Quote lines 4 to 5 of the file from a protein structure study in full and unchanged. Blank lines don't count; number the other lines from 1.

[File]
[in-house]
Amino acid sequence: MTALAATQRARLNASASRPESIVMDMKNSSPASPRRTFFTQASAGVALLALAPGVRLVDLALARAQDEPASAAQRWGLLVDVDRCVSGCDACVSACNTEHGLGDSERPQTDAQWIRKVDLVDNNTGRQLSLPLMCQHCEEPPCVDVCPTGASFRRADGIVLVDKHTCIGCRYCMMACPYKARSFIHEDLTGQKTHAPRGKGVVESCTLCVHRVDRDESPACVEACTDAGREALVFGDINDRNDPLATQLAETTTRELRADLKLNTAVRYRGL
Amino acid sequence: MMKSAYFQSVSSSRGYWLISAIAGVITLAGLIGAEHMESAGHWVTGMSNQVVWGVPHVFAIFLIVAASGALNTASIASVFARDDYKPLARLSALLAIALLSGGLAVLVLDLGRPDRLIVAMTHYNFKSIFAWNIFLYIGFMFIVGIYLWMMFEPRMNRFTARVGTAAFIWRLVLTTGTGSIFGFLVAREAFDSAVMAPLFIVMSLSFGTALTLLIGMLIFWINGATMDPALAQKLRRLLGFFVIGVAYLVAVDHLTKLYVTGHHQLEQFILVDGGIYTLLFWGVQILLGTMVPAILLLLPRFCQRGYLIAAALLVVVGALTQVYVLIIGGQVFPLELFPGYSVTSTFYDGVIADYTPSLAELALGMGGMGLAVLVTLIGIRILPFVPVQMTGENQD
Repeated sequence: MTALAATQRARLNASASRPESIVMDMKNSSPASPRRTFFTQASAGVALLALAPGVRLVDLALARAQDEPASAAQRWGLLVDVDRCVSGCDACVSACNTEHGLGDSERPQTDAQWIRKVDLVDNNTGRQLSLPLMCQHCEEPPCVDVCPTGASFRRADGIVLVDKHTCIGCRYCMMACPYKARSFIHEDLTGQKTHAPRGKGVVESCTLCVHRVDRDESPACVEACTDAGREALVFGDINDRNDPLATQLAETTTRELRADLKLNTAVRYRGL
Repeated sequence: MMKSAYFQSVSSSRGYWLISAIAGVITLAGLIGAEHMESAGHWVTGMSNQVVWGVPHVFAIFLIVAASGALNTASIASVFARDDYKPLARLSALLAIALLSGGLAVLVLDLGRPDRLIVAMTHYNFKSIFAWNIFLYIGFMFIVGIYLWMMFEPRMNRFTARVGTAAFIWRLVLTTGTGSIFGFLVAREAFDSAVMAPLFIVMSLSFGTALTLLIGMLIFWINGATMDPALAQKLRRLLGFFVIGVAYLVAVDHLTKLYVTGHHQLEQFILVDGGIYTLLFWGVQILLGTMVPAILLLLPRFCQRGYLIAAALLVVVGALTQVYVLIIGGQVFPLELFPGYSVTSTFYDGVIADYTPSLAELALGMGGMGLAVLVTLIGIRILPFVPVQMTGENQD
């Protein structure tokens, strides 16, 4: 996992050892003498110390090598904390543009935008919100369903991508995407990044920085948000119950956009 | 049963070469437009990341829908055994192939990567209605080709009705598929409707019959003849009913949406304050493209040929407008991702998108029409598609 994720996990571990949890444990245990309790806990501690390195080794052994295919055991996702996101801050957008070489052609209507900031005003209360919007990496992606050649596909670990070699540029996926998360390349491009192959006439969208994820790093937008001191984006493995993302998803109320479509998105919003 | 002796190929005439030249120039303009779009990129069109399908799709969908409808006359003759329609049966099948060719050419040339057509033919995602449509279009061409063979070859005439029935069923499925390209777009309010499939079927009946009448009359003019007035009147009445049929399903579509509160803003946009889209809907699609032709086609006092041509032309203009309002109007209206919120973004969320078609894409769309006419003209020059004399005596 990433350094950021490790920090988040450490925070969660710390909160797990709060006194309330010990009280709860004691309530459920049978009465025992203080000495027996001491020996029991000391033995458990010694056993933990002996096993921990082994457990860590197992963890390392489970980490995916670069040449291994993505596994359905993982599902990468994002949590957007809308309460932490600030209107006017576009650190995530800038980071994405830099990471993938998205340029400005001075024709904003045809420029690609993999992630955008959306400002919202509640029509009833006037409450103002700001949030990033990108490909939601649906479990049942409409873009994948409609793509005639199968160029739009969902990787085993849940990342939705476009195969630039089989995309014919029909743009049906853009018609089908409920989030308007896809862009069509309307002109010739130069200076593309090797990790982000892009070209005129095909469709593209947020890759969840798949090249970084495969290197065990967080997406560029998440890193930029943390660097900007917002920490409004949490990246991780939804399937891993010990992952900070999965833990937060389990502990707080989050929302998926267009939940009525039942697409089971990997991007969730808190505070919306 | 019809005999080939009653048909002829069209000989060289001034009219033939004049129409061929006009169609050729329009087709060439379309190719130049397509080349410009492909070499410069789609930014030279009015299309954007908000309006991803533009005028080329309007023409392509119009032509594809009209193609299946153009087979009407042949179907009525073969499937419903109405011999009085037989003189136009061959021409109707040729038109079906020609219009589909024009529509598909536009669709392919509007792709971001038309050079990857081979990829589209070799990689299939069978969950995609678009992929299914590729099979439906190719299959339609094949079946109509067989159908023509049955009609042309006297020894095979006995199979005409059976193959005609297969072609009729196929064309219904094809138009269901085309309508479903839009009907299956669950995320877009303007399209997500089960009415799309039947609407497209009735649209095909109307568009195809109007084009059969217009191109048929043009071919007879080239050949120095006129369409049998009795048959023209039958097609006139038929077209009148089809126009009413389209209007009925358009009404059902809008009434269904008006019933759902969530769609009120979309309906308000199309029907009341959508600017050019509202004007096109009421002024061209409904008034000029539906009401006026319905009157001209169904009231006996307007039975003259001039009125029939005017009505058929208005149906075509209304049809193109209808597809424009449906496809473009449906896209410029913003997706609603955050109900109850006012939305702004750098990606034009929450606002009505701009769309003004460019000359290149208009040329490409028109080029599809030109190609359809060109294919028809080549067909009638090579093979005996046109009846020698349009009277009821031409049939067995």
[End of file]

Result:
Repeated sequence: MTALAATQRARLNASASRPESIVMDMKNSSPASPRRTFFTQASAGVALLALAPGVRLVDLALARAQDEPASAAQRWGLLVDVDRCVSGCDACVSACNTEHGLGDSERPQTDAQWIRKVDLVDNNTGRQLSLPLMCQHCEEPPCVDVCPTGASFRRADGIVLVDKHTCIGCRYCMMACPYKARSFIHEDLTGQKTHAPRGKGVVESCTLCVHRVDRDESPACVEACTDAGREALVFGDINDRNDPLATQLAETTTRELRADLKLNTAVRYRGL
Repeated sequence: MMKSAYFQSVSSSRGYWLISAIAGVITLAGLIGAEHMESAGHWVTGMSNQVVWGVPHVFAIFLIVAASGALNTASIASVFARDDYKPLARLSALLAIALLSGGLAVLVLDLGRPDRLIVAMTHYNFKSIFAWNIFLYIGFMFIVGIYLWMMFEPRMNRFTARVGTAAFIWRLVLTTGTGSIFGFLVAREAFDSAVMAPLFIVMSLSFGTALTLLIGMLIFWINGATMDPALAQKLRRLLGFFVIGVAYLVAVDHLTKLYVTGHHQLEQFILVDGGIYTLLFWGVQILLGTMVPAILLLLPRFCQRGYLIAAALLVVVGALTQVYVLIIGGQVFPLELFPGYSVTSTFYDGVIADYTPSLAELALGMGGMGLAVLVTLIGIRILPFVPVQMTGENQD